Featuring a ceramic ion transport membrane, the solid-state device aims to generate high purity oxygen at high pressure. Built with no moving parts, the initial prototype currently operates at a small scale (30-40 slpm – standard litre per minute, 5-10 bar) and was developed primarily to recharge oxygen tanks for astronaut’s spacesuits.
In a world-exclusive reveal, Dr John C. Graf, Technology Development Lead for Life Support at NASA’s Johnson Space Center in Houston, Texas, discussed the agency’s latest innovations in oxygen generation technology during gasworld’s Medical Gases Virtual Event 2022 held today, April 7th.
The Medical-Ceramic Oxygen Generator or M-COG, NASA’s new type of oxygen generation system, is based on a tried and tested method that has been used in engineering labs for years.
Graf stated that the new technology may be applicating to supplying medical gas in parts of the world where it’s presently difficult to get that gas and, although NASA develops flight hardware, given the opportunity to collaborate with partners, the agency intends to deploy the technology for medical systems.
At the heart of the M-COG is thin rock of a hot, solid material.
“We use cerium oxide, but if you get the right kind of solid material and you put it in a high temperature environment, you put it in a hot oven and you put a simple DC potential across, hook it up like a battery circuit in an elementary school science fair project,” he explained.
The electrical potential drives oxygen ions found in the air on one side of the ceramic rock and pumps oxygen ions to the other side where they’re collected. Given the correct engineering procedures are followed, a device that Graf calls an oxygen engine is formed.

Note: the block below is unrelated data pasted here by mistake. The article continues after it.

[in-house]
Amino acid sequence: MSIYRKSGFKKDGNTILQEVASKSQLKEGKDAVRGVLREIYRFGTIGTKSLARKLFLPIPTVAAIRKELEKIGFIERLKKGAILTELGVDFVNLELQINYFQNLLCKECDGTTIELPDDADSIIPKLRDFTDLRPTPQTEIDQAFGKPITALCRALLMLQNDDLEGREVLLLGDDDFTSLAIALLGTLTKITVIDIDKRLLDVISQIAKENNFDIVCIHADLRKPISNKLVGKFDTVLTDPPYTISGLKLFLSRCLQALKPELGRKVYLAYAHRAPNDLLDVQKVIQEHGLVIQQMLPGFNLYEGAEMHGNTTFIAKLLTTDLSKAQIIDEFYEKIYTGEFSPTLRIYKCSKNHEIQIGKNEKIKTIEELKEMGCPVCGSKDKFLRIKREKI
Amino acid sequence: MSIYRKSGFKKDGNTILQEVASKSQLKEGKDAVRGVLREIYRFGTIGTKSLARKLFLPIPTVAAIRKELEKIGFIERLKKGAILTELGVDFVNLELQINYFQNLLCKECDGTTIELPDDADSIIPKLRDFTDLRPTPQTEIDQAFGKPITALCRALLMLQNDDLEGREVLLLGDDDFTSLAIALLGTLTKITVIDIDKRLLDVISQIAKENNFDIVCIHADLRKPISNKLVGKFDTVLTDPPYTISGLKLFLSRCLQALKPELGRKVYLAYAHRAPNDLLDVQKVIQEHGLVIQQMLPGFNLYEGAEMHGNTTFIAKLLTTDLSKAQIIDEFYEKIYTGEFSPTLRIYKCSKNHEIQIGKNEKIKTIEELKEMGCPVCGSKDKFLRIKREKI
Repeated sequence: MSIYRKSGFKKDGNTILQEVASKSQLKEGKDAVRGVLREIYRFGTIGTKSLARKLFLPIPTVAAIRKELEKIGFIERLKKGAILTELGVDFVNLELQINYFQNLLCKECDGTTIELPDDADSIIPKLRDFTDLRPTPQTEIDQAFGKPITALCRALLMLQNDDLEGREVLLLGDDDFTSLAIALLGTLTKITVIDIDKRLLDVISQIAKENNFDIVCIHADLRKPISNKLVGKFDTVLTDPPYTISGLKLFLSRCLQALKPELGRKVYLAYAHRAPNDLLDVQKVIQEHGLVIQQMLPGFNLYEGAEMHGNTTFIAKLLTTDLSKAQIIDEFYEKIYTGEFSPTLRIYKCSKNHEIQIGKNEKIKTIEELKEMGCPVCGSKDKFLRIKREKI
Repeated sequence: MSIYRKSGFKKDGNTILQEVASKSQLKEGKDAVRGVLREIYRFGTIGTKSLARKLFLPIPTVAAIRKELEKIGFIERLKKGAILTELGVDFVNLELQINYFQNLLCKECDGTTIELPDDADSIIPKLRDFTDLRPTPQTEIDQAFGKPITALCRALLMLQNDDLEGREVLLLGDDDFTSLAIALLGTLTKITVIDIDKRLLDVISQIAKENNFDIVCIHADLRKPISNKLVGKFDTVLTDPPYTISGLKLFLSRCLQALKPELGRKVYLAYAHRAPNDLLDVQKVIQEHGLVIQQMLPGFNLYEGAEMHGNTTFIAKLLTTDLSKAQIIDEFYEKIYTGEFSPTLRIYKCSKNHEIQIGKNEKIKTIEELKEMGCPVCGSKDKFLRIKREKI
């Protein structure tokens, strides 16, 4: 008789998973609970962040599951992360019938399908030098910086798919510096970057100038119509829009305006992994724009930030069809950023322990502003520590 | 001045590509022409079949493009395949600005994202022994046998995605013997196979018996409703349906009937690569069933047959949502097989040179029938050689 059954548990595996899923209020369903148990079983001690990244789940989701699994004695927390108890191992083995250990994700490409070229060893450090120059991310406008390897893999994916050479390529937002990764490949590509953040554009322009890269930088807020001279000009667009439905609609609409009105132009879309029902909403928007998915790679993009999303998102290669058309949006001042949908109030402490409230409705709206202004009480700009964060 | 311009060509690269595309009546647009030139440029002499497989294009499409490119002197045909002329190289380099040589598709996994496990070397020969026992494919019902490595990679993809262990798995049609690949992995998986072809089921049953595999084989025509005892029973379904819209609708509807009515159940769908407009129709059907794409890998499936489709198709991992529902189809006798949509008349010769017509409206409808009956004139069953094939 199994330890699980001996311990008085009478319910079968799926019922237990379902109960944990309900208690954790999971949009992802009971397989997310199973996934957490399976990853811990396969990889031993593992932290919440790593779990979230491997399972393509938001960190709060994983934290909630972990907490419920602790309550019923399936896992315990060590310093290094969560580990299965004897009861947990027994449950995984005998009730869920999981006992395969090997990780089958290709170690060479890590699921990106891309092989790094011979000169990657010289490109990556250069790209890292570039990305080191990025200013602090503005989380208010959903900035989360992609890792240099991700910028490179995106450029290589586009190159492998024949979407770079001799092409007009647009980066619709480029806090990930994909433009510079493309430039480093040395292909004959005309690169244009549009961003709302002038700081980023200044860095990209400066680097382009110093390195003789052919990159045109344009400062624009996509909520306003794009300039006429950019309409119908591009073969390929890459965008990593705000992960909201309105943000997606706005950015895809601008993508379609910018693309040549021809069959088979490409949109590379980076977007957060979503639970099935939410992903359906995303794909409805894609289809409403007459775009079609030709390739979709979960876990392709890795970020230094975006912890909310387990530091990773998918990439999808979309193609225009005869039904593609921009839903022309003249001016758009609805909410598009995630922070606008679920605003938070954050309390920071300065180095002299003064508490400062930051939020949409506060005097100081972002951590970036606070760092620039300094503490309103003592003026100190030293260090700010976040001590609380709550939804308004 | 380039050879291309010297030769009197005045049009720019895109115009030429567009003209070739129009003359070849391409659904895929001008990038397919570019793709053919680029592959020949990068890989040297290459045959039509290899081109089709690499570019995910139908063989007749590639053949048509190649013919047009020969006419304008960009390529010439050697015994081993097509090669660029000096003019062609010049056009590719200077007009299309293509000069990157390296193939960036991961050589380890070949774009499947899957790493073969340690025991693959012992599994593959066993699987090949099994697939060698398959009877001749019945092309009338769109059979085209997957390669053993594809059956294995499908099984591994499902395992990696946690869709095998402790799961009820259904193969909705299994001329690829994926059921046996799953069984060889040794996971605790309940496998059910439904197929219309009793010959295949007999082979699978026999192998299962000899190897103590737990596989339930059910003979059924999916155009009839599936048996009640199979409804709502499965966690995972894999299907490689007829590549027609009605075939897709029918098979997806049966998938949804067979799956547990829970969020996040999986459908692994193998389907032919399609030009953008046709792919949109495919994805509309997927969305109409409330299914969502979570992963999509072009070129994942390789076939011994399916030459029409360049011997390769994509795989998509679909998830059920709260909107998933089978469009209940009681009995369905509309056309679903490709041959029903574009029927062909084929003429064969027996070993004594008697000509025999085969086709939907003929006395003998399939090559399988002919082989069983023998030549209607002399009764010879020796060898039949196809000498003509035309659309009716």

“And so you can have a large and effective medical oxygen generator which has one moving part. It’s a processor blower,” he said.
“The blower reminds me of the blower that’s in the ceiling fan that draws humidity out of my bathroom.”
The blower then draws hot process air through the oxygen engine, the oxygen is stored in a tank and delivered in NASA’s design.
Capable of delivering oxygen at a nominal rate of 34 standard litres per minute at a pressure of 4-8 bar, the device is relatively energy efficient, using just 2400 watts continuously.
What is new about this approach?
The new M-COG technology uses wafers. About the size and shape of a cell phone and half as thick, these wafers are organised in a way that allows a series of them be stacked.
NASA’s wafer technology
Graf explained, “We have lots of surface area in a small area and we gap the distance between each of the wafers so that it’s very easy to blow air across all of those surfaces without fans working very hard.”
Small ceramic washers are place around little holes in the wafer, before oxygen is delivered into a small porous layer in the inside of the wafer and then migrates to that central port.
If the wafers are lined up and then lined with a ring, the pipe that comes out at the top acts like a chimney.
“These cell stacks deliver oxygen out of that pipe again with no moving parts, which we think will be sustainable and reliable and long lasting.”
NASA is building and designing around a cell stack consisting of 30 wafers with dimensions of six inches by six inches by three inches in size.
If the user wants four litres of oxygen, one of the cells provides the sufficient amount of surface area to provide that amount.
“If you want 400 litres per minute, you will use more of these cell stacks and embed them into a common design,” said Graf.
Process heat is a key component to the energy efficient nature of the design. The hotter the wafers are, the hotter the cell stacks are, the more chemically efficient they are, resulting in less voltage being required to pump the oxygen.